All eyes on Luxembourg as court prepares Microsoft verdict

The eyes of the corporate world turned to Luxembourg this week as an EU court prepared a crucial judgement in the European Commission's (EC) case against software titan Microsoft.

All eyes on Luxembourg as court prepares Microsoft verdict
The eyes of the corporate world turned to Luxembourg this week as an EU court prepared a crucial judgement in the European Commission's (EC) case against software titan Microsoft.

It is the biggest, most complex and highest-stake competition case in EU history. Launched in 1998, it has already cost Microsoft around 780 million euro (1.074 billion dollars) in fines.

It hinges on two issues. The first concerns the question of inter-operability, or the extent to which servers created by different companies can communicate with one another's operating systems.

The second concerns Microsoft's inclusion of its own media player as an integral part of its Windows operating system.

But behind both issues is the question of whether Microsoft, whose Windows operating system is run on some 95 per cent of the world's personal computers, abused that dominance to shut other players out of the global market.

"The case is really about whether the EC has, as a fundamental obligation, to address (corporate) behaviour when it demonstrably eliminates competition," Thomas Vinje, legal counsel to the European Committee for Interoperability Systems, which intervened in the case on the side of the Commission, told Deutsche Presse-Agentur dpa.

"It's about companies' ability to integrate new (features) into products which have a leading market position, and what environment is being created for intellectual property in Europe," retorted Jonathan Zuck, president of the US-based Association for Competitive Technology, which supports Microsoft's arguments.

The case began in 1998, when IT firm Sun Microsystems complained to the EC that Microsoft was refusing it access to codes which would allow Sun servers to work effectively with computers running Windows, thereby shutting it out of the market for server systems.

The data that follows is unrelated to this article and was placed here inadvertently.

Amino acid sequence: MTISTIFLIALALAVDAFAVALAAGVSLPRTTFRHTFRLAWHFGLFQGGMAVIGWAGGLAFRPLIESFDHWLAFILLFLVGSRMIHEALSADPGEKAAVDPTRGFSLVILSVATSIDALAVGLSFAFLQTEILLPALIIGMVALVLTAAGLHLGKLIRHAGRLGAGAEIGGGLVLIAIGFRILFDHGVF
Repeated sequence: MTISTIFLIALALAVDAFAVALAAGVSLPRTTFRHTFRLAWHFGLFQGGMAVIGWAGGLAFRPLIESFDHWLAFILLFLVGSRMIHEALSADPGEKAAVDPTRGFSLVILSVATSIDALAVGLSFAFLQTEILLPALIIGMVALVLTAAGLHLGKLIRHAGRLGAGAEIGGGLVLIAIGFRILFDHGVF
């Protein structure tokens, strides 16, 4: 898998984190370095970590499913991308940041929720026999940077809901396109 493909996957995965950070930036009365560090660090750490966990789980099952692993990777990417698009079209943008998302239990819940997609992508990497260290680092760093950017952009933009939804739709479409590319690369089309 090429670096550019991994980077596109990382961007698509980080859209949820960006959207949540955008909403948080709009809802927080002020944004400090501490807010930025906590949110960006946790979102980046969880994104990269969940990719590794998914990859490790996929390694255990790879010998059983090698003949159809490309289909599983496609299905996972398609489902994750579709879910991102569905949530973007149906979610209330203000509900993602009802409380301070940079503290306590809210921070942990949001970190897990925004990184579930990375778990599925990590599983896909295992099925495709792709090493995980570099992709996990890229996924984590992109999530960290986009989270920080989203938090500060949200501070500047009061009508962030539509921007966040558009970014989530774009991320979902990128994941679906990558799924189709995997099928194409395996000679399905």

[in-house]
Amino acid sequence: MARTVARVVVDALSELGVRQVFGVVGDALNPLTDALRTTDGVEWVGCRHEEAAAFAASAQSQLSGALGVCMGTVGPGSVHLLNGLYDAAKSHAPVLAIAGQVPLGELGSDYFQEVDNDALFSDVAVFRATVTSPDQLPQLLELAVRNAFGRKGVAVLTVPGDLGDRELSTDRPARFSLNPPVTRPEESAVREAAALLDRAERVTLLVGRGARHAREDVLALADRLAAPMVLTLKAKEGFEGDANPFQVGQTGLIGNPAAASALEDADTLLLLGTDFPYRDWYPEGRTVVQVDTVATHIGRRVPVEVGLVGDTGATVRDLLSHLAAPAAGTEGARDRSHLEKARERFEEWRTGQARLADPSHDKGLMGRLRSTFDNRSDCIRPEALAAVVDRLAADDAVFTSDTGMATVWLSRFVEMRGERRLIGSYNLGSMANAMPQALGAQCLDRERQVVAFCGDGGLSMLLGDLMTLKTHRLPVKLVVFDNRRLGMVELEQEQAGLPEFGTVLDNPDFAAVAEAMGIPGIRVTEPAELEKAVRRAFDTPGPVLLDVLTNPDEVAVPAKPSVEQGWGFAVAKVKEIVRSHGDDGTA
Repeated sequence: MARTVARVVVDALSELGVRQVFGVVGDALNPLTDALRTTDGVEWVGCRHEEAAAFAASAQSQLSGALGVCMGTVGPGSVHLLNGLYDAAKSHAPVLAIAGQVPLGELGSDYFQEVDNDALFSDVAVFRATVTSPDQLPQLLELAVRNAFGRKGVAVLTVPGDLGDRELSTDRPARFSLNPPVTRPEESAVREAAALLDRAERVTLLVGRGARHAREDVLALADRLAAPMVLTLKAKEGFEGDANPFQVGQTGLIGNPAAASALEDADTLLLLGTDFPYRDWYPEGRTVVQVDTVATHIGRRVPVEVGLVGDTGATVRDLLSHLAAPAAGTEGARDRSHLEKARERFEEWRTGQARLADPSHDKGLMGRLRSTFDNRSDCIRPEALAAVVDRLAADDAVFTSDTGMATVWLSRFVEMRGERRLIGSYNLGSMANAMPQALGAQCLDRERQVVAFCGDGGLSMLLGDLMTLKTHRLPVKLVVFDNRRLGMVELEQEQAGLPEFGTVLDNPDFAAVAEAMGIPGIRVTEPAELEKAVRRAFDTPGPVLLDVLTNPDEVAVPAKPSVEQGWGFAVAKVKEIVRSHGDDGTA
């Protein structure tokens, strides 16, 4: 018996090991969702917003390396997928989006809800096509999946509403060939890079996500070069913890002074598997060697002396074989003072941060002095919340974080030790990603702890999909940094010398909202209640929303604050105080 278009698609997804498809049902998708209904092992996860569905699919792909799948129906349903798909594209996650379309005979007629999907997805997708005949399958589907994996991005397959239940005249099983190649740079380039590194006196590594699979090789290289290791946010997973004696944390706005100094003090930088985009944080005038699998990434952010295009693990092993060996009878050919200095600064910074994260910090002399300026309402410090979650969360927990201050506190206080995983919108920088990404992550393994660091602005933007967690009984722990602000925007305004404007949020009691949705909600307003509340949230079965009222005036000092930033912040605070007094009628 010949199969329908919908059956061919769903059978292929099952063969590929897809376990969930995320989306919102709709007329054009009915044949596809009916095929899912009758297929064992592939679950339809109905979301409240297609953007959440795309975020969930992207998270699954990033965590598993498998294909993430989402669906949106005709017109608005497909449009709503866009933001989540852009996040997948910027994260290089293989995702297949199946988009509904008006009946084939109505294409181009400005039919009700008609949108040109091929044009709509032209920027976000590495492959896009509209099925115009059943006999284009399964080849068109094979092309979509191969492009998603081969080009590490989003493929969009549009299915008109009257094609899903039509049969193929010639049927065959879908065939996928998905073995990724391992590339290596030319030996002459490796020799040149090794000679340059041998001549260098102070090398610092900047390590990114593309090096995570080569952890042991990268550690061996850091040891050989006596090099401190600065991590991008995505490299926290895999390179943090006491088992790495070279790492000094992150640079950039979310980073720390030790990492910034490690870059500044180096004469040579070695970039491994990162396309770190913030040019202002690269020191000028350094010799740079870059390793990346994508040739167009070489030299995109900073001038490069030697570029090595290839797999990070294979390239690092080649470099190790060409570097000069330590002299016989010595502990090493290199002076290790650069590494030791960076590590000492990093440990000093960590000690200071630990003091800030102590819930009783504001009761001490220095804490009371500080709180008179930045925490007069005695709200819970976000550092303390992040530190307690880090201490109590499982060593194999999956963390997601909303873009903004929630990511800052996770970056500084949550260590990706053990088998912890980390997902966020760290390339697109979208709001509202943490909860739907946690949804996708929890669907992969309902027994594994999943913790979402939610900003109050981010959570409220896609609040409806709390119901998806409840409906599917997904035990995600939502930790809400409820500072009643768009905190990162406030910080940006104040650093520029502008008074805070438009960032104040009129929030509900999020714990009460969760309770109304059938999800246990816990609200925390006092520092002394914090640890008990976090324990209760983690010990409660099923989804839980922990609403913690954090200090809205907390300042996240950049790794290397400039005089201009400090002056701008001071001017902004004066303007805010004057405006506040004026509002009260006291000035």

Microsoft argued that releasing such codes would allow competitors to copy its products, thereby benefiting from its own research and innovations and infringing its copyright.

"A (European) competition policy that requires companies to offer up their intellectual property to direct competitors is very concerning," said Erich Andersen, Vice-President of Microsoft Europe.

But Microsoft's opponents say that the company's refusal to release the codes would not have infringed copyright, but rather limited free competition, and thus innovation and consumer standards.

"Microsoft has a 95-per-cent monopoly on personal computer systems. You have to be able to interoperate - if not, you can't compete," Vinje said.

The second issue concerned Microsoft's addition of its media player to the Windows system - a move which it said offered consumers a better system, and was therefore a standard business practice.

Microsoft's opponents say that it forced computer makers to choose the Microsoft player if they wanted to run Windows on their machines - shutting Microsoft's competitors out of the global market.

"The media player market is gone ... The bundling (of Microsoft's media player) eliminated competition," Vinje said.

In a landmark decision in 2004, the European Commission ruled that Microsoft had abused its dominant market position on both issues.

It ordered the firm to disclose information allowing software produced by its competitors to interact with Windows, to release a Windows version without the Microsoft media player, and to pay a fine of 497.2 million euro.

Microsoft appealed the decision to the EU's Court of First Instance, and asked a judge to suspend sentence pending the appeal.

That request was rejected, and in July 2006 the EC fined Microsoft a further 280.5 million euro for failing to disclose the critical information fully and at a reasonable price.

On Monday, the CFI is set to rule on Microsoft's appeal. Either part of the EC's decision could in theory be overturned or upheld, and the billion-dollar fine could be reduced or enlarged.

Microsoft is hoping for the former course, saying that an adverse decision could chill IT firms' appetite for innovation in the future.

And it wants a judgement which will establish clear rules on both issues, so that further conflicts can be avoided, officials said.

But its opponents say that a ruling against Microsoft would be a crucial precedent which would both boost competition and innovation and make it easier for regulators to intervene in any future cases of suspected anti-competitive behaviour.

One thing seems clear: with principles of intellectual property clashing with those of competition, the billion-dollar fine is likely to be the smallest issue at stake when the judge reads his decision.

DPA
Last Mod: 11 Eylül 2007, 18:54
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